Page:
GDPR Data Breach Policy


*The Information Commissioner’s Office (ICO) regularly provides updates to their guidance around 

the data protection rules. We will update our documents accordingly, so please ensure that you are 
using the most up-to-date version of our documents.
This is the Data Breach Policy of Animal Systems Limited
The General Data Protection Regulation (GDPR) is based around six principles of handling of 
personal data. We must comply with all six principles as a business; otherwise we’ll be in breach 
of the GDPR. We understand that the principles give people specific rights in relation to their 
personal information and place certain obligations on those organisations that are responsible for 
processing it.
The  GDPR  requires  that  we  must  take  appropriate  measures  against  unauthorised  or  
unlawful processing and against accidental loss, destruction of or damage to personal data. This 
policy sets out how we deal with a data security breach.
What is a personal data breach?
The Information Commissioner’s Office states that a personal data breach can be broadly defined as 
a security incident that has affected the confidentiality, integrity or availability of personal 
data. In short, there  will  be  a  personal  data  breach  whenever  any  personal  data  is  
lost,  destroyed,  corrupted  or disclosed; if someone accesses the data or passes it on without 
proper authorisation; or if the data is made unavailable and this unavailability has a significant 
negative effect on individuals.
Action to be taken in the event of a data breach
1.    Containment and recovery
        The immediate priorities are to:
•       Contain the breach;
•       Assess the potential adverse consequences for individuals, based on how serious or 
        substantial these are, and how likely they are to happen; and
•       To limit the scope.
In the event of a security incident or breach, staff must immediately inform Monty Quick
Steps to take where personal data has been sent to someone not authorised to see it:
•       Inform the recipient not to pass it on or discuss it with anyone else;
•       Inform the recipient to destroy or delete the personal data they have received and get them 
         to confirm in writing that they have done so;
•       Explain to the recipient the implications if they further disclose the data; and
•       Where relevant, inform the data subjects whose personal data is involved what has happened 
        so that they can take any necessary action to protect themselves.
2.    Assessing the risk
Perhaps  most  important  is  an  assessment  of  potential  adverse  consequences  for  
individuals,  how serious or substantial these are and how likely they are to happen.
Examples of the type of questions to consider:

What type of data is involved?


How sensitive is it?


If data has been lost or stolen, are there any protections in place such as encryption?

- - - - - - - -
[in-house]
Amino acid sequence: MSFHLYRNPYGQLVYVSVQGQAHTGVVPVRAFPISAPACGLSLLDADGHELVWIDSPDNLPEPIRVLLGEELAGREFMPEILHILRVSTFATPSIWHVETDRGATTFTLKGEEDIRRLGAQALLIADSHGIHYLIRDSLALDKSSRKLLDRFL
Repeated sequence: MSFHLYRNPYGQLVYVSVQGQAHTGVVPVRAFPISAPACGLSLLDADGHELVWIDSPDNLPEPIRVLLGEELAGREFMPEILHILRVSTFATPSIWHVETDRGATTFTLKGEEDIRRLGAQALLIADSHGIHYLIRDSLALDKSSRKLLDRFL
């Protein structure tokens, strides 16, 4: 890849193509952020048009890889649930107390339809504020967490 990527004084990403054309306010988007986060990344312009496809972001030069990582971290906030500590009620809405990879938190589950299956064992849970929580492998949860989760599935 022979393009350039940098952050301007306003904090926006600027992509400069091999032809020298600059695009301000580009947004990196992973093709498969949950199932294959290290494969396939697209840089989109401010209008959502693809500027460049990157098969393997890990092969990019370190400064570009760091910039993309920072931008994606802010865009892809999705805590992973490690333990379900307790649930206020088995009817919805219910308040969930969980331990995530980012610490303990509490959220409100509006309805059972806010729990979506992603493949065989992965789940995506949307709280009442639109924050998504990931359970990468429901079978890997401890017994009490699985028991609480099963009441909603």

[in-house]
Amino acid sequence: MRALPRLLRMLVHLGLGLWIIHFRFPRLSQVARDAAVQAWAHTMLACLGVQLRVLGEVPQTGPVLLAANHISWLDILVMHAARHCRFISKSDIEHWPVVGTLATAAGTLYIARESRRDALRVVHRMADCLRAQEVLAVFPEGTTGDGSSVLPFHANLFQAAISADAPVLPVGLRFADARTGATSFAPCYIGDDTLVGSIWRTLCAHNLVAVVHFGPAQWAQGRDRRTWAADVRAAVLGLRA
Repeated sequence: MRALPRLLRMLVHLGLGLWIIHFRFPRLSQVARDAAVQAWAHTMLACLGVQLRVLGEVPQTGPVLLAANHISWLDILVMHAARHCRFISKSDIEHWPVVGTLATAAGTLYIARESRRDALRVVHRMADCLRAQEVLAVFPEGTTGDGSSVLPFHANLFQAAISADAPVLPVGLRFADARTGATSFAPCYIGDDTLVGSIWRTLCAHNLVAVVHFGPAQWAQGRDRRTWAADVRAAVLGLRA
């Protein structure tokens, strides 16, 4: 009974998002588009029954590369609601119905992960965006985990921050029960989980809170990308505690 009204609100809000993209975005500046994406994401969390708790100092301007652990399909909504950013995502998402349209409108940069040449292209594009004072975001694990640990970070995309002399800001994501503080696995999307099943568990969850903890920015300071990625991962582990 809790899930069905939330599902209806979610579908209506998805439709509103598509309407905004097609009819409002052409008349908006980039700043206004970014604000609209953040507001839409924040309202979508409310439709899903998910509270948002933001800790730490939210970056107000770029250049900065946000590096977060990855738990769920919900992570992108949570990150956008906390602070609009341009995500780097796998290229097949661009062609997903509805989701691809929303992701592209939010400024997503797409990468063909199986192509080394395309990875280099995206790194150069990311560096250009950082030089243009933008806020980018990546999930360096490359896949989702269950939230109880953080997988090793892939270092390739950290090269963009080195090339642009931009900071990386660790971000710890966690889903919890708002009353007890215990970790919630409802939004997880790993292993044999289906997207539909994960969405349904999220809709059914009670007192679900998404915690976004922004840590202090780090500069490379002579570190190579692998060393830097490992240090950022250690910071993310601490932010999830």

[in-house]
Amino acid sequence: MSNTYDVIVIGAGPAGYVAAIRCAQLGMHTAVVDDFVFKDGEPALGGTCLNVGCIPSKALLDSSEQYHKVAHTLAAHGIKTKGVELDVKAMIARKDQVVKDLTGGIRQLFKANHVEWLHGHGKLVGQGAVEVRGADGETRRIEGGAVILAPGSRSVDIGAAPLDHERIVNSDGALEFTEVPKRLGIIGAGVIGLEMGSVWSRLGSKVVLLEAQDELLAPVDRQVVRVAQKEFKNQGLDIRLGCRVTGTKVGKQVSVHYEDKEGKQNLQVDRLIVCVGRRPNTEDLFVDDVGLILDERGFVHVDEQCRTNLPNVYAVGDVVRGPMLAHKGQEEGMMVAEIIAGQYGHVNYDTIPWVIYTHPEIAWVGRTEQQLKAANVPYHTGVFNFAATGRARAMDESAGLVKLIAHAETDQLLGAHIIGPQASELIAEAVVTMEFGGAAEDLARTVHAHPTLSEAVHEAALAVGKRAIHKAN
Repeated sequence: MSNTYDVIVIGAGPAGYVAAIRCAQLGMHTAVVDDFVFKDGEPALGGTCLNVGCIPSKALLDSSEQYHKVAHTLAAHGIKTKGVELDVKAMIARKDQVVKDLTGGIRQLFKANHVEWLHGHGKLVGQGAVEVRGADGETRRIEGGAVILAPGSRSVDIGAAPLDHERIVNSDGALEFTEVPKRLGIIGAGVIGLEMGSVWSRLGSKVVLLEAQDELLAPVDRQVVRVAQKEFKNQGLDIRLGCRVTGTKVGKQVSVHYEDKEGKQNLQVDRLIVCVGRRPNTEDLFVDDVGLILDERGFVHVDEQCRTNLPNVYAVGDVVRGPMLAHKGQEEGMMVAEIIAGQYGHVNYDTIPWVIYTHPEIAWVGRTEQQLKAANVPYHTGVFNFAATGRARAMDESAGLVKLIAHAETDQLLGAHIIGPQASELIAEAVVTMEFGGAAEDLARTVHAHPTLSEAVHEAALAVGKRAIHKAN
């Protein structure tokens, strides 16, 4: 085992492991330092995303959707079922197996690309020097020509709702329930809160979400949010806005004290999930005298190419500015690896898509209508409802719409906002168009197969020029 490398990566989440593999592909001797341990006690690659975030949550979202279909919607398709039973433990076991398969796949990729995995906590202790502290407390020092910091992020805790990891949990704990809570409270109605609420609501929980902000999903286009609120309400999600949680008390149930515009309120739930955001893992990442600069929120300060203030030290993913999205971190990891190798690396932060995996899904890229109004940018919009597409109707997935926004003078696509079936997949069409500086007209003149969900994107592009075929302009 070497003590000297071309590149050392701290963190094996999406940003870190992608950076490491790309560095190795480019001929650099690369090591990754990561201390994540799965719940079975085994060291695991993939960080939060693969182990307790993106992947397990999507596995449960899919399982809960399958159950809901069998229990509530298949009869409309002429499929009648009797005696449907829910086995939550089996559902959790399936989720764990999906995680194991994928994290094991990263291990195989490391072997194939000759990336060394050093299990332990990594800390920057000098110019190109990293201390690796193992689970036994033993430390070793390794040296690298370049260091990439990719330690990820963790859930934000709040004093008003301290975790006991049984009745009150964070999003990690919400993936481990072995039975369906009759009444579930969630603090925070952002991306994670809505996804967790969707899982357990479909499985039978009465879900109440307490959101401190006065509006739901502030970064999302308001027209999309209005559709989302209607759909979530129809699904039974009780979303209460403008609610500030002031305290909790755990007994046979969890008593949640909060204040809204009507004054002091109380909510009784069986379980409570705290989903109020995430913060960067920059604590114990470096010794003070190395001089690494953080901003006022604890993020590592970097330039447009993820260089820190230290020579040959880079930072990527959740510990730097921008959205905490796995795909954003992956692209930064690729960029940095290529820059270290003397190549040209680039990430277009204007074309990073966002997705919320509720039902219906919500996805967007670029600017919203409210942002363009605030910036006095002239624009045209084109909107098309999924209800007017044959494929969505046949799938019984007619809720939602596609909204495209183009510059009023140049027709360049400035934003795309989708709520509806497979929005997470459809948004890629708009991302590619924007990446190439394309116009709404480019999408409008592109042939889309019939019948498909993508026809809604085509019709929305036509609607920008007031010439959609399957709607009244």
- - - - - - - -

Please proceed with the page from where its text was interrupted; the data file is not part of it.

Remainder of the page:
What has happened to the data?

i.e. If stolen, could it be used for purposes which are harmful to the individuals to whom the data

relate?; if it has been damaged, this poses a different type and level of risk

Estimate how many individuals’ personal data are

affected by the breach


Who are the individuals whose data has been breached?

Whether they are staff, customers, clients or suppliers, for example, will to some extent determine the level of risk posed by the breach

and, therefore, your actions in attempting to mitigate those risks

What harm can come to those individuals?

Are there risks to physical safety or reputation, of financial loss or a combination of these and

other aspects of their life?

Are there wider consequences to consider such as a risk to public health or loss of public

confidence in an important service you provide?


Establish whether there is anything you can do to recover any losses and limit the damage the

breach can cause

3.    Notifying the ICO and individuals, where relevant
a) Who is responsible?
In our business, Monty Quick is the point of contact for staff and the ICO on this policy and on 
all matters relating to data protection.
Monty Quick is also responsible for notifying the ICO and individuals (where applicable) of 
relevant personal data breaches.
b) What breaches do we need to notify the ICO about?
When a personal data breach has occurred, we need to establish the likelihood and severity of the 
resulting risk to people’s rights and freedoms. If it’s likely that there will be a risk then we 
must notify the ICO; if it’s unlikely then we don’t have to report it.
If we decide we don’t need to report the breach, we need to be able to justify this decision, and 
we should document it.
c) When to notify the ICO and dealing with delays
Notifiable breaches must be reported to the ICO without undue delay, but not later than 72 hours 
after becoming aware of it.